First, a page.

Now, we have organized a society, and we call it "Share Our Wealth Society," a society with the motto "every man a king." (Huey P. Long)
Humpty Dumpty sat on a wall,
Humpty Dumpty had a great fall,
All the king's horses and all the king's men,
Couldn't put Humpty Dumpty together again. (Nursery rhyme)
The novel's title refers both to the populist rallying cry of Huey Long, the Louisiana governor and senator on whom Willie's character is mostly based, and a nursery rhyme.
The title cleverly twists Huey Long's catchphrase both to express the hollowness of Willie's populist rhetoric and, on a level less related to Huey Long, to focus on the interactions between Willie's underlings. Willie Stark is seemingly thrust into situations by external forces far beyond his control, especially by fate, "luck," and the machinations of those surrounding him. Thus, the tale is not about the king, but as the title suggests, it is more about his men. It is also about the swirling ocean of politics and society in which Willie Stark is far adrift. After Willie's death, the lives of each of his men is highlighted as a sort of postscript to his epitaph.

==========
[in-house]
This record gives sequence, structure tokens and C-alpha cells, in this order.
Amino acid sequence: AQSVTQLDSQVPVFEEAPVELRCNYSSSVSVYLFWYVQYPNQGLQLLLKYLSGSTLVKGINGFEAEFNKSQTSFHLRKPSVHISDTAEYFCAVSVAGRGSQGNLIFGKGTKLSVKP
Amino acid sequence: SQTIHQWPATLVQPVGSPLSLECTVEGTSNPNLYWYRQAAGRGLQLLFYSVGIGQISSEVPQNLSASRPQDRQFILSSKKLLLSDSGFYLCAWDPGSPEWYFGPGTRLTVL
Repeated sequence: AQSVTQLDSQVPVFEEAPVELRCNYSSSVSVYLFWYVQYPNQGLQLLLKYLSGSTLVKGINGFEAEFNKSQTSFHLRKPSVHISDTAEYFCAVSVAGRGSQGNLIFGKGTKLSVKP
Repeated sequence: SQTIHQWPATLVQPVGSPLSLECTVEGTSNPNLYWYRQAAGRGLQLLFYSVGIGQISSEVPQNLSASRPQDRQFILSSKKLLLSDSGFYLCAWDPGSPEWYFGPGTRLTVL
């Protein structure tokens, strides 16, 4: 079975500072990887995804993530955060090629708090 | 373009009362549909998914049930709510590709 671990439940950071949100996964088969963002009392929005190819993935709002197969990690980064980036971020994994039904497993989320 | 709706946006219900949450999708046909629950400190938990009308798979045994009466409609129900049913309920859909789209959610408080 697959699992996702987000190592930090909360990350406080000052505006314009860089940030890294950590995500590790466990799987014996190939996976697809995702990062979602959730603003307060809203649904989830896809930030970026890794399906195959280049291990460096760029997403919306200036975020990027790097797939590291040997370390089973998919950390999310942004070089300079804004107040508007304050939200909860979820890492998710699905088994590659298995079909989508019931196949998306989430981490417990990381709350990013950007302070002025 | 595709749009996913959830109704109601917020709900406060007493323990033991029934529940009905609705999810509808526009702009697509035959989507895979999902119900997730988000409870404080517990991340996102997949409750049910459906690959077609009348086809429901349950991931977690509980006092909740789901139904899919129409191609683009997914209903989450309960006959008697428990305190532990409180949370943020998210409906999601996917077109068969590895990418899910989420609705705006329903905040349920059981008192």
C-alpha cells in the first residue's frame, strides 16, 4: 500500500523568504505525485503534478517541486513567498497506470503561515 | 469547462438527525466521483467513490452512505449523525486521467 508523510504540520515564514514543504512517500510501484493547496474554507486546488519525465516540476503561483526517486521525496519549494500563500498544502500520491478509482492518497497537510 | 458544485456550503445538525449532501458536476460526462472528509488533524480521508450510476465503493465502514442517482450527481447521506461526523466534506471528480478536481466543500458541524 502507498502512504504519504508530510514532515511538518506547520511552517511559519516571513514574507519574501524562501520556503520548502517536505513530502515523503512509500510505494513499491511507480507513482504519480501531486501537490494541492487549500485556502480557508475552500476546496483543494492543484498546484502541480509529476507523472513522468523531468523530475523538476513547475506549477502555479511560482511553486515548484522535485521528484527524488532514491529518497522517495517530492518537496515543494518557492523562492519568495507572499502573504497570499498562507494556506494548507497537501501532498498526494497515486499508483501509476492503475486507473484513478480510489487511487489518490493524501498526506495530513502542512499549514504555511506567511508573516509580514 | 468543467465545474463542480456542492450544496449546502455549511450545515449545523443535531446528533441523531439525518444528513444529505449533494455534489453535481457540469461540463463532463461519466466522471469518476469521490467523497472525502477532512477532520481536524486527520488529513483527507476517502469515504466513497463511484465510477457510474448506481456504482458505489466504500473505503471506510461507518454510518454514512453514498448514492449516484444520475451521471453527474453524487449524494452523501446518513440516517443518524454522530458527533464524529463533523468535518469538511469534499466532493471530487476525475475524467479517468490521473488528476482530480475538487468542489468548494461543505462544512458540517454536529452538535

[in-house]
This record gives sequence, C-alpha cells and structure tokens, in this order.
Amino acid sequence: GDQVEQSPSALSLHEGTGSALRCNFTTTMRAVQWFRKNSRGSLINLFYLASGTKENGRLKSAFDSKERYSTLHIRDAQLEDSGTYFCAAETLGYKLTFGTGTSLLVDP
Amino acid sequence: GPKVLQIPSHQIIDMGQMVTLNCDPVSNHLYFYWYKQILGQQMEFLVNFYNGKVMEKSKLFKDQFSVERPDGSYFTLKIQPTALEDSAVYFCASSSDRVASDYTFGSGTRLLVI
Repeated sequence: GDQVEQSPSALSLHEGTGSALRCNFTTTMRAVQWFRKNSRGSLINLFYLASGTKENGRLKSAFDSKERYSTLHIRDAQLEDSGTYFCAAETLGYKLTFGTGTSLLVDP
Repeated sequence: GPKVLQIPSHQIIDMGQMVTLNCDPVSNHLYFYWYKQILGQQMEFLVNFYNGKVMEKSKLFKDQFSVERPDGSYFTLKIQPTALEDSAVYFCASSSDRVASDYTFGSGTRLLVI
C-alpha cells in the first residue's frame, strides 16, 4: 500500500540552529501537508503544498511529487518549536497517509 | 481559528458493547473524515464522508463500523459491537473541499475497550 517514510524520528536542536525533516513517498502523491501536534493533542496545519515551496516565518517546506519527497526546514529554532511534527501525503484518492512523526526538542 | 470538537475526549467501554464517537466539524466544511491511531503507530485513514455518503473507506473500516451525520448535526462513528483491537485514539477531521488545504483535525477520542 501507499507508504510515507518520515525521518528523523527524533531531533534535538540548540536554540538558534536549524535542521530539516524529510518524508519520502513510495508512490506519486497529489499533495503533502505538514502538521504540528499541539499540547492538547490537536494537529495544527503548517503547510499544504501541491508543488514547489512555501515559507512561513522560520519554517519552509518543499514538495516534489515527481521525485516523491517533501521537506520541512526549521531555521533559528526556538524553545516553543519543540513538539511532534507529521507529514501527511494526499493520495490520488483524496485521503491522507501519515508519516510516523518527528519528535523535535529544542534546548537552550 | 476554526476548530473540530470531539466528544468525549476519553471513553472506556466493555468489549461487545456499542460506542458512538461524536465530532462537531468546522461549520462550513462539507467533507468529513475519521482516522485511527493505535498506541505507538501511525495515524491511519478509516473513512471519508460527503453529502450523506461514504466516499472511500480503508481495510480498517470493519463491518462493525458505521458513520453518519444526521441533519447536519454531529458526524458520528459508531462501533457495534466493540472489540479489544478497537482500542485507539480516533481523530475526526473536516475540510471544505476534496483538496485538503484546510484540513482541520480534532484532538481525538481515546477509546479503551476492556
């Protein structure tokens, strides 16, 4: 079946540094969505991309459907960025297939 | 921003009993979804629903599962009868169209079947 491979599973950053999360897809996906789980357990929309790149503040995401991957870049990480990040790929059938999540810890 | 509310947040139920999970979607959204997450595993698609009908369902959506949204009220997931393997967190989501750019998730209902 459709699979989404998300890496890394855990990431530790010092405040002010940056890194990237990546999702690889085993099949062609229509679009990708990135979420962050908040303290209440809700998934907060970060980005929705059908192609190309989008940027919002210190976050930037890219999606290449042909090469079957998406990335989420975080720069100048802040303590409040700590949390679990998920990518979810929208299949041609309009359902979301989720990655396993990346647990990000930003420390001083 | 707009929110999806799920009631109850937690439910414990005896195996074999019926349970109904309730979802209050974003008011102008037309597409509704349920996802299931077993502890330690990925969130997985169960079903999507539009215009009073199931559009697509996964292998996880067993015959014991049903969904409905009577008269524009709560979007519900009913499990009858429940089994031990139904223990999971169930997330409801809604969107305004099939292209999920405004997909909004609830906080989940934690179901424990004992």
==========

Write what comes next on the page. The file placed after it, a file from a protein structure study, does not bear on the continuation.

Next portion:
Willie does act as a truly royal figure, and the narration often portrays him as being both intensely shrouded and explicitly manipulative towards his associates. Here, the reference to the nursery rhyme is appropriate as well. While Willie is thrust into many positions and directions, ultimately it is his own inner ambition and delusions of grandeur that fuel the system that results in his downfall. In the final moments of Willie Stark's life, his unbridled ambition, as well as the networks of political loyalties he has forged, are unable to save him or even forestall his "great fall."